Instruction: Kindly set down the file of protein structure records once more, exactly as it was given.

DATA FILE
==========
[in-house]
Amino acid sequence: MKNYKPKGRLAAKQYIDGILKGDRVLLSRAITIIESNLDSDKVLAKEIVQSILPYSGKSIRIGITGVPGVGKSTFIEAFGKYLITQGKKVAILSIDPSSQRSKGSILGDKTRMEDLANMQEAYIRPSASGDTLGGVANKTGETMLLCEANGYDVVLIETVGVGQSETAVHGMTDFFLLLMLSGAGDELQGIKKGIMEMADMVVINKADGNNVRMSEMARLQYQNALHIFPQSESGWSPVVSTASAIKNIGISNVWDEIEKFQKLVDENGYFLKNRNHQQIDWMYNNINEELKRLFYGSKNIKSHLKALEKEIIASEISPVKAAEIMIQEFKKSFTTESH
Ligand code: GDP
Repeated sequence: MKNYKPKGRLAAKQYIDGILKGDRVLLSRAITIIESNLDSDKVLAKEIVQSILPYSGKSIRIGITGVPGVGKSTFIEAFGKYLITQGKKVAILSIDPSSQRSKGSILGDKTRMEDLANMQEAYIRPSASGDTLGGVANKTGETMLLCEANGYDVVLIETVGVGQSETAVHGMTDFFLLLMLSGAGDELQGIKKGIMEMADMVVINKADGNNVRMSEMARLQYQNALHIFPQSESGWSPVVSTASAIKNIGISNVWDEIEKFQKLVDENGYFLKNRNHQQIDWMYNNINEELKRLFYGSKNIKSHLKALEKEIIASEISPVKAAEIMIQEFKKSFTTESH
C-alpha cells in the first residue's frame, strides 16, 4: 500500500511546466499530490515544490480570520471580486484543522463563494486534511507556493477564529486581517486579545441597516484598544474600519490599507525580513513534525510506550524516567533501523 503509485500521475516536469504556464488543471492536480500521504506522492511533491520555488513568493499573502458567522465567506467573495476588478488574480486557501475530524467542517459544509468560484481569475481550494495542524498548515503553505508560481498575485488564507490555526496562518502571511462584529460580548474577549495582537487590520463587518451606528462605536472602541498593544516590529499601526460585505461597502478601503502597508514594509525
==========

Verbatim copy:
[in-house]
Amino acid sequence: MKNYKPKGRLAAKQYIDGILKGDRVLLSRAITIIESNLDSDKVLAKEIVQSILPYSGKSIRIGITGVPGVGKSTFIEAFGKYLITQGKKVAILSIDPSSQRSKGSILGDKTRMEDLANMQEAYIRPSASGDTLGGVANKTGETMLLCEANGYDVVLIETVGVGQSETAVHGMTDFFLLLMLSGAGDELQGIKKGIMEMADMVVINKADGNNVRMSEMARLQYQNALHIFPQSESGWSPVVSTASAIKNIGISNVWDEIEKFQKLVDENGYFLKNRNHQQIDWMYNNINEELKRLFYGSKNIKSHLKALEKEIIASEISPVKAAEIMIQEFKKSFTTESH
Ligand code: GDP
Repeated sequence: MKNYKPKGRLAAKQYIDGILKGDRVLLSRAITIIESNLDSDKVLAKEIVQSILPYSGKSIRIGITGVPGVGKSTFIEAFGKYLITQGKKVAILSIDPSSQRSKGSILGDKTRMEDLANMQEAYIRPSASGDTLGGVANKTGETMLLCEANGYDVVLIETVGVGQSETAVHGMTDFFLLLMLSGAGDELQGIKKGIMEMADMVVINKADGNNVRMSEMARLQYQNALHIFPQSESGWSPVVSTASAIKNIGISNVWDEIEKFQKLVDENGYFLKNRNHQQIDWMYNNINEELKRLFYGSKNIKSHLKALEKEIIASEISPVKAAEIMIQEFKKSFTTESH
C-alpha cells in the first residue's frame, strides 16, 4: 500500500511546466499530490515544490480570520471580486484543522463563494486534511507556493477564529486581517486579545441597516484598544474600519490599507525580513513534525510506550524516567533501523 503509485500521475516536469504556464488543471492536480500521504506522492511533491520555488513568493499573502458567522465567506467573495476588478488574480486557501475530524467542517459544509468560484481569475481550494495542524498548515503553505508560481498575485488564507490555526496562518502571511462584529460580548474577549495582537487590520463587518451606528462605536472602541498593544516590529499601526460585505461597502478601503502597508514594509525